The power came back on Monday night, yay, and the handyman arrived early Tuesday morning to fix the line. (If you live in my area and need a handyman job done, message me and I’ll pass hi name along.) Marty, Youngest Child and I were leaving for Niagara Falls that morning, so my mother-in-law stepped in again to be there for the repairs. Middle Child stayed home because of work so he had a few more days of cold showers because one of the homeowners needed to be there when the gas was turned back on. We wouldn’t have risked it with him home alone anyway.

We got home Friday afternoon, called the gas company, and they eventually got there to turn it on. In the meantime, we noticed that it was rather warm in the house, even though the air conditioner was running. The problem was that it was blowing room temperature air, not cold air. I was really feeling at this point that the house was rebelling against us. I mean, come on! We called a different heating and cooling company to come and see what was going on. Apparently, the power coming back on had either created or worsened an existing leak and instead of the normal 70 PSI, our 30-year-old unit had 7. It would be a huge cost to fix it and it was easier to replace it. So, we chose a new unit and waited a few more days for it to be installed.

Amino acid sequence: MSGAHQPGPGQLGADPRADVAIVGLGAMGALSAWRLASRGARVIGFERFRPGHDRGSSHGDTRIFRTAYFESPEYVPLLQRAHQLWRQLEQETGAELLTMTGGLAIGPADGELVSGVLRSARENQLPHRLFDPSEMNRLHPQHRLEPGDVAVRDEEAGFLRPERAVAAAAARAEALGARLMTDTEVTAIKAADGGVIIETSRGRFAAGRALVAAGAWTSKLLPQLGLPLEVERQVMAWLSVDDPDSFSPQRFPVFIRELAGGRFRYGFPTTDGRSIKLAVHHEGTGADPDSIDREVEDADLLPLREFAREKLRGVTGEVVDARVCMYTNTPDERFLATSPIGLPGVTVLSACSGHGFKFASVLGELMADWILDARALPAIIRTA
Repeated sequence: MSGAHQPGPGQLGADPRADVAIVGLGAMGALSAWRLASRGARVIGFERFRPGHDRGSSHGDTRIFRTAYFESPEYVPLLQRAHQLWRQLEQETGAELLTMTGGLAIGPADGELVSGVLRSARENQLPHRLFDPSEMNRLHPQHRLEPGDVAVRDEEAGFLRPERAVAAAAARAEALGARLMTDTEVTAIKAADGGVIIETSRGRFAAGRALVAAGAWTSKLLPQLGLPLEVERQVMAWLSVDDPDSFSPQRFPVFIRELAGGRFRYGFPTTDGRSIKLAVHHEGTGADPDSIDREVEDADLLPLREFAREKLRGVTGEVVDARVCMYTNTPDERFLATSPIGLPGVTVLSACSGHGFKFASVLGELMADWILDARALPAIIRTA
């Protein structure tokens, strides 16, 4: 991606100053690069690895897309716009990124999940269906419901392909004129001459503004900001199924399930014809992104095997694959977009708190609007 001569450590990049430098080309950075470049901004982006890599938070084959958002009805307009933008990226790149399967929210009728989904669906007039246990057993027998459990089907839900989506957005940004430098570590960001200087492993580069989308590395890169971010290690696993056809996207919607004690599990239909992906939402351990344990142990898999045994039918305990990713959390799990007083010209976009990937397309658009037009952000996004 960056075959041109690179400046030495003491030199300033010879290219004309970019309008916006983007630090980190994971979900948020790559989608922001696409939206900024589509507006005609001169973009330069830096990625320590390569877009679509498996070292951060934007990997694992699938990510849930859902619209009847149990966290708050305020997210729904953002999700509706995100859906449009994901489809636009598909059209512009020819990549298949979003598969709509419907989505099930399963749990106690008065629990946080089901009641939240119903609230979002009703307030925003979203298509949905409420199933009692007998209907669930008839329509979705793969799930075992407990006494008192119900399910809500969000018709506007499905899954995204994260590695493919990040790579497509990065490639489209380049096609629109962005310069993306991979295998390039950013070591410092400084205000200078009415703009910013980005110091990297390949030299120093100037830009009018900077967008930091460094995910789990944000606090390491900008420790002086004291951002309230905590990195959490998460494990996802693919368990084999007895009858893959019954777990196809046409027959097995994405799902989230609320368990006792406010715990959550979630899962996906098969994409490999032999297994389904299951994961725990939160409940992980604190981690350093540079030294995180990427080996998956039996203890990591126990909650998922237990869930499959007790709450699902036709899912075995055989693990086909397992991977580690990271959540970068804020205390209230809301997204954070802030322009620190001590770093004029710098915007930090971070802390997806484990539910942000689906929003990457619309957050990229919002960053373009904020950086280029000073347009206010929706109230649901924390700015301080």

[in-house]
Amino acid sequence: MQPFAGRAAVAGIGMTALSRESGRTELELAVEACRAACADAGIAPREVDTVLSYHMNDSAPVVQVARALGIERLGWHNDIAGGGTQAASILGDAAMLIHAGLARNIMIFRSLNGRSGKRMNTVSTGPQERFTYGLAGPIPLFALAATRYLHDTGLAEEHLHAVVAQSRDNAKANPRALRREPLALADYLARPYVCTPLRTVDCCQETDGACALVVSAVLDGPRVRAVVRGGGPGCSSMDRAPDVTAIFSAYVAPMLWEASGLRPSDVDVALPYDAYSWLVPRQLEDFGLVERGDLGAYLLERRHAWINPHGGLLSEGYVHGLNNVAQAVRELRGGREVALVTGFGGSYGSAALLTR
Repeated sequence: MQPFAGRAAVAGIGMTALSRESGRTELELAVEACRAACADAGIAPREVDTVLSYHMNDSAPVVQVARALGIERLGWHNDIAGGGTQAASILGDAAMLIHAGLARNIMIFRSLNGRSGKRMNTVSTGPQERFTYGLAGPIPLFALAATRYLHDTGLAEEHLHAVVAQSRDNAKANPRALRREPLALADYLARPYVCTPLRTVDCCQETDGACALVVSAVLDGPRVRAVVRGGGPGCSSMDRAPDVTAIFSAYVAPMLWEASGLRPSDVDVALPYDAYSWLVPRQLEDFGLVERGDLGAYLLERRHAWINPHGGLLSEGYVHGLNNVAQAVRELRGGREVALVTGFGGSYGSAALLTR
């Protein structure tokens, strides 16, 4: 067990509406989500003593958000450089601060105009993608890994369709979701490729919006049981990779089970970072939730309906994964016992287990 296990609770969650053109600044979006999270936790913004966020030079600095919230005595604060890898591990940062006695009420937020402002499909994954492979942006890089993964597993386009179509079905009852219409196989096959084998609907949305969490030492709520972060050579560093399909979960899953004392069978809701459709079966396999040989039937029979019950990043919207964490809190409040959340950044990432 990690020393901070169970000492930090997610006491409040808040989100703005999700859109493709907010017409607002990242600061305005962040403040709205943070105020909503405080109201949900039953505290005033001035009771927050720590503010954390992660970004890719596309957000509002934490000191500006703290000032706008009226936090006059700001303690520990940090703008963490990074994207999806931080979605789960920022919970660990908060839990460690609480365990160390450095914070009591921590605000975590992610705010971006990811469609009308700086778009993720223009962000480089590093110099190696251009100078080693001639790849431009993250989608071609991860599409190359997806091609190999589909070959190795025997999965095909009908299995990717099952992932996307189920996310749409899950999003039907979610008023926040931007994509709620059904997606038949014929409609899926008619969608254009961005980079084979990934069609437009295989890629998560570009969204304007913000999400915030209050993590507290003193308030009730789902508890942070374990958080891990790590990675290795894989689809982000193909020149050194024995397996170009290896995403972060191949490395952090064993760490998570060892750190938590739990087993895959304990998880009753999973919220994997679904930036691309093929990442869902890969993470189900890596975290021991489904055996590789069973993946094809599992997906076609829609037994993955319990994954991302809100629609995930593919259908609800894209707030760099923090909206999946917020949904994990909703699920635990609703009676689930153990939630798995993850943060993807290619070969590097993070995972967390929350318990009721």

Truthfully, I grew up without air conditioning and we spent the first five years of our marriage without it, but I always hated summer. I mean, really and truly hated it. The kind of hate reserved for mortal enemies. Summer was much worse than winter. The sweat, the heaviness of the air, the stickiness of the air, not sleeping, general grossness. With air conditioning, summer and I have a truce; I always have an escape. Without air, misery ensues.

That brings us to this morning. The new company was here right on time and spent a little over five hours getting rid of our old air conditioner and installing the new, fancy-schmancy one. There was only one more attack of the house when the internet went out today, but that proved to be a simple fix handled over the phone. The period of house rebellion is, hopefully, over.